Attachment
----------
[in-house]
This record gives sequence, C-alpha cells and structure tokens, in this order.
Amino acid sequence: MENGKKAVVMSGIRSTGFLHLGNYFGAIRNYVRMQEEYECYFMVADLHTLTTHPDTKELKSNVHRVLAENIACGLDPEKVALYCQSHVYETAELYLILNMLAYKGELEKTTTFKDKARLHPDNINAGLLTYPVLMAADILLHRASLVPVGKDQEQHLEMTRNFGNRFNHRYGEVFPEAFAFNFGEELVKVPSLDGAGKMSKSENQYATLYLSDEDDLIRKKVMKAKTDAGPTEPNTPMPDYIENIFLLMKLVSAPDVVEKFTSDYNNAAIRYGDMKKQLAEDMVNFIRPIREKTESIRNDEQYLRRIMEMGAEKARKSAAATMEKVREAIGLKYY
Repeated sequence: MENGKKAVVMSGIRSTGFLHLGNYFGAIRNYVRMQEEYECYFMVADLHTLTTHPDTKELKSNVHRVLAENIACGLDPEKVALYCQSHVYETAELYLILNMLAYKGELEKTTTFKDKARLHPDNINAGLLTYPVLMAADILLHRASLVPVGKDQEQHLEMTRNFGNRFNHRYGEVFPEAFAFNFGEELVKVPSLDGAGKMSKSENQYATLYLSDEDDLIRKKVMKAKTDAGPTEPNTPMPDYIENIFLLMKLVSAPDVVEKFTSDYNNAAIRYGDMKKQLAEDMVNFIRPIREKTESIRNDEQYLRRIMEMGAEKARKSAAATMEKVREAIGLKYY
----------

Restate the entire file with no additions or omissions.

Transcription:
[in-house]
This record gives sequence, C-alpha cells and structure tokens, in this order.
Amino acid sequence: MENGKKAVVMSGIRSTGFLHLGNYFGAIRNYVRMQEEYECYFMVADLHTLTTHPDTKELKSNVHRVLAENIACGLDPEKVALYCQSHVYETAELYLILNMLAYKGELEKTTTFKDKARLHPDNINAGLLTYPVLMAADILLHRASLVPVGKDQEQHLEMTRNFGNRFNHRYGEVFPEAFAFNFGEELVKVPSLDGAGKMSKSENQYATLYLSDEDDLIRKKVMKAKTDAGPTEPNTPMPDYIENIFLLMKLVSAPDVVEKFTSDYNNAAIRYGDMKKQLAEDMVNFIRPIREKTESIRNDEQYLRRIMEMGAEKARKSAAATMEKVREAIGLKYY
Repeated sequence: MENGKKAVVMSGIRSTGFLHLGNYFGAIRNYVRMQEEYECYFMVADLHTLTTHPDTKELKSNVHRVLAENIACGLDPEKVALYCQSHVYETAELYLILNMLAYKGELEKTTTFKDKARLHPDNINAGLLTYPVLMAADILLHRASLVPVGKDQEQHLEMTRNFGNRFNHRYGEVFPEAFAFNFGEELVKVPSLDGAGKMSKSENQYATLYLSDEDDLIRKKVMKAKTDAGPTEPNTPMPDYIENIFLLMKLVSAPDVVEKFTSDYNNAAIRYGDMKKQLAEDMVNFIRPIREKTESIRNDEQYLRRIMEMGAEKARKSAAATMEKVREAIGLKYY